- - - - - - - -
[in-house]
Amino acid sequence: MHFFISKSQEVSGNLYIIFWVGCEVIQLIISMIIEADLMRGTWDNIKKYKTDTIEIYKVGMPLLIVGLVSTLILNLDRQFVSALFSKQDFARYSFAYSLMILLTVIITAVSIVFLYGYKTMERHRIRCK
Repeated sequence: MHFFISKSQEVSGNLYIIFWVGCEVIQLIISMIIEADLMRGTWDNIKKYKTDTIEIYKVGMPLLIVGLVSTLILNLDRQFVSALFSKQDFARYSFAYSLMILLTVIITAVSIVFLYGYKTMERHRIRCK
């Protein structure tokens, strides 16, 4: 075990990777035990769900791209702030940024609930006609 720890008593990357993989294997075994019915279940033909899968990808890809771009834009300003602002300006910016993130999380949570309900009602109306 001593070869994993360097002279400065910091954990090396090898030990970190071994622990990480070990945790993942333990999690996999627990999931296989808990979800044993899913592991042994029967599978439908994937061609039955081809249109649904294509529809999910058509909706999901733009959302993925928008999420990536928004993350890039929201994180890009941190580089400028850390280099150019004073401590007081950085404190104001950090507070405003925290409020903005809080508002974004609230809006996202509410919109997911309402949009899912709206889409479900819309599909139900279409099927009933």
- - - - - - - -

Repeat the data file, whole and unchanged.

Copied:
[in-house]
Amino acid sequence: MHFFISKSQEVSGNLYIIFWVGCEVIQLIISMIIEADLMRGTWDNIKKYKTDTIEIYKVGMPLLIVGLVSTLILNLDRQFVSALFSKQDFARYSFAYSLMILLTVIITAVSIVFLYGYKTMERHRIRCK
Repeated sequence: MHFFISKSQEVSGNLYIIFWVGCEVIQLIISMIIEADLMRGTWDNIKKYKTDTIEIYKVGMPLLIVGLVSTLILNLDRQFVSALFSKQDFARYSFAYSLMILLTVIITAVSIVFLYGYKTMERHRIRCK
């Protein structure tokens, strides 16, 4: 075990990777035990769900791209702030940024609930006609 720890008593990357993989294997075994019915279940033909899968990808890809771009834009300003602002300006910016993130999380949570309900009602109306 001593070869994993360097002279400065910091954990090396090898030990970190071994622990990480070990945790993942333990999690996999627990999931296989808990979800044993899913592991042994029967599978439908994937061609039955081809249109649904294509529809999910058509909706999901733009959302993925928008999420990536928004993350890039929201994180890009941190580089400028850390280099150019004073401590007081950085404190104001950090507070405003925290409020903005809080508002974004609230809006996202509410919109997911309402949009899912709206889409479900819309599909139900279409099927009933």